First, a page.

Thursday, December 30, 2010

A visit to the heel healer

As seen in Martha Stewart Living

For a day, the space under the piano was decorated with not one, but two, pairs of goalie pads. I liked the decor enough to take this photo.

There were two because Joe had taken out a pair that he was selling because they were not the regulation size for college play. This afternoon we were back to one pair. Notice that I too am a participant in the living room's sports motif: My green exercise ball is sticking out from the other end of the couch.

Speaking of sports, I am going to play tennis tomorrow for the first time in weeks. On Tuesday, I saw my foot doctor, Ken Holt, who said that my plantar-fasciitis flare-up was probably due to stiffness in part of my foot, probably because I was inactive for so long. He made me a new pair of soft orthotics to take the pressure off my heel, which he said was hitting the ground earlier than it should.

(I'm sorry if this ailment doesn't fascinate you as much as it fascinates me. I think that only people who've had it can understand the pain.)

He also said to do runner's stretches frequently throughout the day and to continue wearing the brace at night, and it should heal quickly.

As I've said, Holt, who is a physical therapist, is a foot guru to many sufferers. He's a soft-spoken Englishman with a home office in Shutesbury, Mass., out in the boondocks. Just driving there through the woods over snow-covered roads, I felt like I was on a healing mission.

Katie came along with me, and afterwards we stopped for a hot chocolate and cappuccino at the nearby Cushman Market and Cafe´on another snowy back road. It was nice to be off the beaten track, the smell of wood stoves in the air...and to be optimistic that soon I might have happy feet.

Monday, December 27, 2010

Searching for coffee and bagels

What's a Jewish person to do on Christmas when you don't live in a city? What if you want a good cup of coffee? Barry and I decided to investigate.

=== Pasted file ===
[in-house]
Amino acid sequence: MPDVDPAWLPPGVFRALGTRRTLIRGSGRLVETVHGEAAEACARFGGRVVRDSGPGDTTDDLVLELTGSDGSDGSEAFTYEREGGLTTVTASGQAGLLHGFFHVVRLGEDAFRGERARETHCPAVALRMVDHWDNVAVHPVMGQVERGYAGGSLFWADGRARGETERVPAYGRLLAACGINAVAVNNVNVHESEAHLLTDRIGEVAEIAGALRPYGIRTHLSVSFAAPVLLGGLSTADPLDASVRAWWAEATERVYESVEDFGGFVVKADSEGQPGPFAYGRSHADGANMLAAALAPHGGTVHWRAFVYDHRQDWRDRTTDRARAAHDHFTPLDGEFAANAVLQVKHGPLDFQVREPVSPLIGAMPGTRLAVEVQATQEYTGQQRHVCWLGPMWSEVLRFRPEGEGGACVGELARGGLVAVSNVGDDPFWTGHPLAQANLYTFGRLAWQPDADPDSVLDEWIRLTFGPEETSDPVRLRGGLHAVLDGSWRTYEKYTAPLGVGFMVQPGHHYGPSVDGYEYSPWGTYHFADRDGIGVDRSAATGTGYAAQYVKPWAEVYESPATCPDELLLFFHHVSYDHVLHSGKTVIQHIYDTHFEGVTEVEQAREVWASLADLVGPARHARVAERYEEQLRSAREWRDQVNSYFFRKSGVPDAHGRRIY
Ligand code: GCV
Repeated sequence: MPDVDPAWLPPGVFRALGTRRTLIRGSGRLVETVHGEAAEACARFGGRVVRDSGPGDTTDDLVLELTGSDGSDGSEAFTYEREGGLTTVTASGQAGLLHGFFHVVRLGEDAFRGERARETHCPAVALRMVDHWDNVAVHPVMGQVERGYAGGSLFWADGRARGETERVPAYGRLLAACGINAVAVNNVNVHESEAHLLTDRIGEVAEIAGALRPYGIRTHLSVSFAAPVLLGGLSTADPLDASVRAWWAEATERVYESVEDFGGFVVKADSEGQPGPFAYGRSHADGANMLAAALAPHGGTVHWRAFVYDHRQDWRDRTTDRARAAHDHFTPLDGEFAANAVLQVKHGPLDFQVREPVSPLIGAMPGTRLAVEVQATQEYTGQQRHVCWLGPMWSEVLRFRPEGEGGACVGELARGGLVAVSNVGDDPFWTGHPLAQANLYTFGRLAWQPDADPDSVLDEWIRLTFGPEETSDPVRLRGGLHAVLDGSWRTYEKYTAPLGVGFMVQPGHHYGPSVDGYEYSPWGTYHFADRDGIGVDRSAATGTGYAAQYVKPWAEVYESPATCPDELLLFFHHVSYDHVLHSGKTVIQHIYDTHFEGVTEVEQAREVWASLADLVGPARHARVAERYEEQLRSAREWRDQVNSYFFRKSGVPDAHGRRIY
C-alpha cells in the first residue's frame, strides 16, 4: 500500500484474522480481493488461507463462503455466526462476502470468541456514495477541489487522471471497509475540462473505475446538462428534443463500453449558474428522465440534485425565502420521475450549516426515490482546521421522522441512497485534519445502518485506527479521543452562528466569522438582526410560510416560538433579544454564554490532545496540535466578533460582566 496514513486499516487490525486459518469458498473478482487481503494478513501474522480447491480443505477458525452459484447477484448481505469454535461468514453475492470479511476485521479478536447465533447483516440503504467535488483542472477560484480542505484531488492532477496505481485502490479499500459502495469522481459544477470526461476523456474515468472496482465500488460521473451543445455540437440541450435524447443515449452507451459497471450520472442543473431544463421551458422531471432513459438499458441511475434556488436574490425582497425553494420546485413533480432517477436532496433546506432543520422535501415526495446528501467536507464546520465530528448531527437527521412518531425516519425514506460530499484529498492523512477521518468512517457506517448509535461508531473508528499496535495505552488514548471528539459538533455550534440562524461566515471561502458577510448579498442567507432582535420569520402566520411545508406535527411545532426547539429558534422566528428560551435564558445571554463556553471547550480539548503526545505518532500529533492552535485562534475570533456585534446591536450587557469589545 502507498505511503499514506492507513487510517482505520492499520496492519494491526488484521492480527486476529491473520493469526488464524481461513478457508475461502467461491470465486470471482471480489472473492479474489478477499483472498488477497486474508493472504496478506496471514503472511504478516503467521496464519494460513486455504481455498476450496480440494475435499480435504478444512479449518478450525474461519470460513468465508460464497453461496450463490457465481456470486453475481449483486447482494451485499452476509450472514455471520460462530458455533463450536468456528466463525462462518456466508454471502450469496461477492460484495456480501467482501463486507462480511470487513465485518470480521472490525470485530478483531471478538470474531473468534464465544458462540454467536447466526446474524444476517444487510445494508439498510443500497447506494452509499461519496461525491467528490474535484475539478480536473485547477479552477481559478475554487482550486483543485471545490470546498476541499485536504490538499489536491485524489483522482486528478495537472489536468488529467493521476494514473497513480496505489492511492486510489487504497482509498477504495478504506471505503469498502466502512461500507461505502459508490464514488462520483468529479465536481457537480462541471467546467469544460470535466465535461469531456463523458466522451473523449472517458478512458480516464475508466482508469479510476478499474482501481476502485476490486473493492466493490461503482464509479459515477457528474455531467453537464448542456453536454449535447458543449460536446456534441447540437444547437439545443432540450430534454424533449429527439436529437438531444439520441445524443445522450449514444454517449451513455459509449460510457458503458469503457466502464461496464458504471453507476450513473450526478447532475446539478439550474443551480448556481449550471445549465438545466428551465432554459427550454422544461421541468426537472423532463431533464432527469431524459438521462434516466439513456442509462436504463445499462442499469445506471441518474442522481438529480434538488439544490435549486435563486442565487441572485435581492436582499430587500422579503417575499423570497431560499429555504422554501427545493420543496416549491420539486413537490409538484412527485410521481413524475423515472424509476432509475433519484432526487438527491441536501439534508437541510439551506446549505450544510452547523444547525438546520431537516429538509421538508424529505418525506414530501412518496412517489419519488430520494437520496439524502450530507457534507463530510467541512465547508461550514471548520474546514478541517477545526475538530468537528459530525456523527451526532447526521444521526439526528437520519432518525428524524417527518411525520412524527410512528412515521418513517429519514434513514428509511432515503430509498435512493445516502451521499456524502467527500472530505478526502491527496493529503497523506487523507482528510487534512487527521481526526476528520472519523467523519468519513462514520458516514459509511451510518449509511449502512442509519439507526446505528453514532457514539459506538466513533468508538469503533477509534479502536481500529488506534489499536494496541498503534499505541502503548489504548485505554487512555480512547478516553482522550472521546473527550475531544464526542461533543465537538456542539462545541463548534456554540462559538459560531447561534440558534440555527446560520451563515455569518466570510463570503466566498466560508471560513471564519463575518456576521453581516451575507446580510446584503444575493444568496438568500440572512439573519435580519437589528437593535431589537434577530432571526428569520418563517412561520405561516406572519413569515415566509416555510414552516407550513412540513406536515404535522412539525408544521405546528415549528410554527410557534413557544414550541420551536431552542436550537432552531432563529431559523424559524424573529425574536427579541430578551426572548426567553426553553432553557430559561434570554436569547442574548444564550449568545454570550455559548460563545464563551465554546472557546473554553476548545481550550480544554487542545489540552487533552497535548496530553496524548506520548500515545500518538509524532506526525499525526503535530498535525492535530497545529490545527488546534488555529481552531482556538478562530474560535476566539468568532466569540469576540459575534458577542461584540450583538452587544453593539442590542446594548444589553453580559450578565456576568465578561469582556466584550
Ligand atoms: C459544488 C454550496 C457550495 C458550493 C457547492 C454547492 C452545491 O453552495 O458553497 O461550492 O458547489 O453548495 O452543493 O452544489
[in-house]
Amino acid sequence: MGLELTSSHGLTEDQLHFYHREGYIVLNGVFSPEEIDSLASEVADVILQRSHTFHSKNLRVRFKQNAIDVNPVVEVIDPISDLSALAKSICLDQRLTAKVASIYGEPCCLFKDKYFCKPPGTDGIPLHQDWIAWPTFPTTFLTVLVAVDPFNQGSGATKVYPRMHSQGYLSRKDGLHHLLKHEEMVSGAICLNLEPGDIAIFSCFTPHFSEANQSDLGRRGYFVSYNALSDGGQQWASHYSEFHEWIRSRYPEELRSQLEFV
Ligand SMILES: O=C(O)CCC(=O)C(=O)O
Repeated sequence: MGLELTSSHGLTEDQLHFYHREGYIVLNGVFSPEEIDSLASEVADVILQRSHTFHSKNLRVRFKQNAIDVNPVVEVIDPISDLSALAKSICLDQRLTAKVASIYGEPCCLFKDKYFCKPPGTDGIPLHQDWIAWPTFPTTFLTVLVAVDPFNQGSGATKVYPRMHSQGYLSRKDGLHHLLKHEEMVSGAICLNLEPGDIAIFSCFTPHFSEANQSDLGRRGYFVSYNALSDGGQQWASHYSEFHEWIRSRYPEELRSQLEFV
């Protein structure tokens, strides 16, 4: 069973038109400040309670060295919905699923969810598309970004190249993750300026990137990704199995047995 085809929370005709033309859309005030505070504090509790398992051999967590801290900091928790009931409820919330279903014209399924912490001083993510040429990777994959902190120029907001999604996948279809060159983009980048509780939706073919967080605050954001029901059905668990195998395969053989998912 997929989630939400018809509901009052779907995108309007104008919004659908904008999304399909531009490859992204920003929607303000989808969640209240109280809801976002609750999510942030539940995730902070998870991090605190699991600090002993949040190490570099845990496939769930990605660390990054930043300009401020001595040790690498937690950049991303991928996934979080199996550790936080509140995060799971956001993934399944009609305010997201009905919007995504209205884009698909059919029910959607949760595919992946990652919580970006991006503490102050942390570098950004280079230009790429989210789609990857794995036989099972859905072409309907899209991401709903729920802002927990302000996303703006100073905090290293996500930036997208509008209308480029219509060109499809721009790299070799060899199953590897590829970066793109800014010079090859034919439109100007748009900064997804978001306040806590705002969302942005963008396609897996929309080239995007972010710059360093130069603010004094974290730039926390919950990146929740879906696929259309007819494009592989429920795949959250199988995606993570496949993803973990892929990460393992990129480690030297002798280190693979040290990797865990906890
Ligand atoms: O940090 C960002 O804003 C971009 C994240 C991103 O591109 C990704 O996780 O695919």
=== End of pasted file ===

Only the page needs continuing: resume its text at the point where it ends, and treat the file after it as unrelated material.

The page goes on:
Except for the handful of Chinese and Japanese restaurants, everything was closed in normally-busy Northampton. Then we came to Starbucks, bearing a big banner, Open on Christmas Day. Success! It was shortly before 1:30 p.m. I got my cappuccino and lemon pound cake and even found a copy of The New York Times, which hadn't been delivered that morning. I was happier still.

Barry got his coffee and we found a table where we settled down for a good chat about this and that. Shortly before 2, an employee announced that the store was closing soon. We hadn't noticed that it was only open until 2. Our happiness was short-lived.

Determined, we headed for Amherst, where we found the Black Sheep deli open. Got more coffee (OK, and a strawberry peach cobbler that I decreed healthful enough to count for lunch) and found a table. It was about 2:20. We then realized that the cafe was closing at 3.

We had enough time to sit and laugh and to finish our conversation from before. Next year, the coffee search begins earlier.

Ben, Joe and Katie returned from Jim's mid-afternoon, and we had our Chinese food that night.

Diane and her family had planned to come yesterday for our delayed Hanukkah celebration, but snow began to fall by noon and continued through the day, so we postponed until next Sunday. I had a fridge full of dinner food, including two chickens, but nothing for lunch. Deb and Charlotte headed over, saying they would bring bagels.

Thus began another search, this one for a store that wasn't sold out of bagels. They tried two bakeries with no luck. At their third stop, Whole Foods, they found one bagel and assorted muffins. I put out some fruit plus cheese, crackers and salami and sliced vegetables. Next year, we stock up on bagels ahead of time. Either that or move to New York.

We had good strong coffee and a nice visit at the kitchen table while the kids hung out in the den. Ben left around 1 as the snow began to thicken. Our company left, and I walked the dog as the wind whipped up snow that stung my face. I was glad to get back inside the warm house. I baked a chicken, and then we stayed up late watching a movie...and eating the dessert I had planned to serve.

We haven't had a decent Nor'easter in a long time. It was good to feel snowed in and hear the gusting wind outside while we sat inside, cozy on the couch.

Friday, December 24, 2010

Holiday gatherings galore

Gary, Mark, me and Rook at Thursday's beer dinner.

The night before the night before Christmas dinner, held at the Sierra Grille in Northampton, was a lot of fun.

The five-course dinner featured five beers from Dogfish Head, the Delaware-based craft brewery whose slogan is "Off-Centered Ales for Off-Centered People." I went with friends from the year I spent at Wesleyan University as part of the 12-college exchange with Vassar; one of the guys, Gary Steinel, is a card-carrying Beer Drinker of the Year with more knowledge about beer than I ever thought possible.